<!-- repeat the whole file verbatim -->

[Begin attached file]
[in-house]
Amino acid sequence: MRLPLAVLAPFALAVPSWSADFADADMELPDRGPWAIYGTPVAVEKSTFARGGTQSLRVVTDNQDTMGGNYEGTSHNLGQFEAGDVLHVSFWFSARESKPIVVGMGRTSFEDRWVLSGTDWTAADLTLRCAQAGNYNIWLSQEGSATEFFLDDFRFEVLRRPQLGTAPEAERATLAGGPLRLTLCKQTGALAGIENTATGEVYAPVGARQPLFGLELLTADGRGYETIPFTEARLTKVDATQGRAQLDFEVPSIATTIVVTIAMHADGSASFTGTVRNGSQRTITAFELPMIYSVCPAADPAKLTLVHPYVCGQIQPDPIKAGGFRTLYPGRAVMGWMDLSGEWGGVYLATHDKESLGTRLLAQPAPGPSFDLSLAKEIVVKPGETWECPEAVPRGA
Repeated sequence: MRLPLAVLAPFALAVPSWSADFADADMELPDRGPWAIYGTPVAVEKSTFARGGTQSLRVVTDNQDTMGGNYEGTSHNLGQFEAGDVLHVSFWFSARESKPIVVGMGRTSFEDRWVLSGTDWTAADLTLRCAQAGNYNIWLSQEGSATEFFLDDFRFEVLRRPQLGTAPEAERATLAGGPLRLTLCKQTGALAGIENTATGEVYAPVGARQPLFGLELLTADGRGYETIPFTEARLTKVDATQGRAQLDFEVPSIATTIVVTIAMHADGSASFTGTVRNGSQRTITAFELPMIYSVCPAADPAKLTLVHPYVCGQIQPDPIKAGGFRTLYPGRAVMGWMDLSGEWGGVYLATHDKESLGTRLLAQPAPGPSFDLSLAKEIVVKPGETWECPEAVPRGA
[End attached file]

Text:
[in-house]
Amino acid sequence: MRLPLAVLAPFALAVPSWSADFADADMELPDRGPWAIYGTPVAVEKSTFARGGTQSLRVVTDNQDTMGGNYEGTSHNLGQFEAGDVLHVSFWFSARESKPIVVGMGRTSFEDRWVLSGTDWTAADLTLRCAQAGNYNIWLSQEGSATEFFLDDFRFEVLRRPQLGTAPEAERATLAGGPLRLTLCKQTGALAGIENTATGEVYAPVGARQPLFGLELLTADGRGYETIPFTEARLTKVDATQGRAQLDFEVPSIATTIVVTIAMHADGSASFTGTVRNGSQRTITAFELPMIYSVCPAADPAKLTLVHPYVCGQIQPDPIKAGGFRTLYPGRAVMGWMDLSGEWGGVYLATHDKESLGTRLLAQPAPGPSFDLSLAKEIVVKPGETWECPEAVPRGA
Repeated sequence: MRLPLAVLAPFALAVPSWSADFADADMELPDRGPWAIYGTPVAVEKSTFARGGTQSLRVVTDNQDTMGGNYEGTSHNLGQFEAGDVLHVSFWFSARESKPIVVGMGRTSFEDRWVLSGTDWTAADLTLRCAQAGNYNIWLSQEGSATEFFLDDFRFEVLRRPQLGTAPEAERATLAGGPLRLTLCKQTGALAGIENTATGEVYAPVGARQPLFGLELLTADGRGYETIPFTEARLTKVDATQGRAQLDFEVPSIATTIVVTIAMHADGSASFTGTVRNGSQRTITAFELPMIYSVCPAADPAKLTLVHPYVCGQIQPDPIKAGGFRTLYPGRAVMGWMDLSGEWGGVYLATHDKESLGTRLLAQPAPGPSFDLSLAKEIVVKPGETWECPEAVPRGA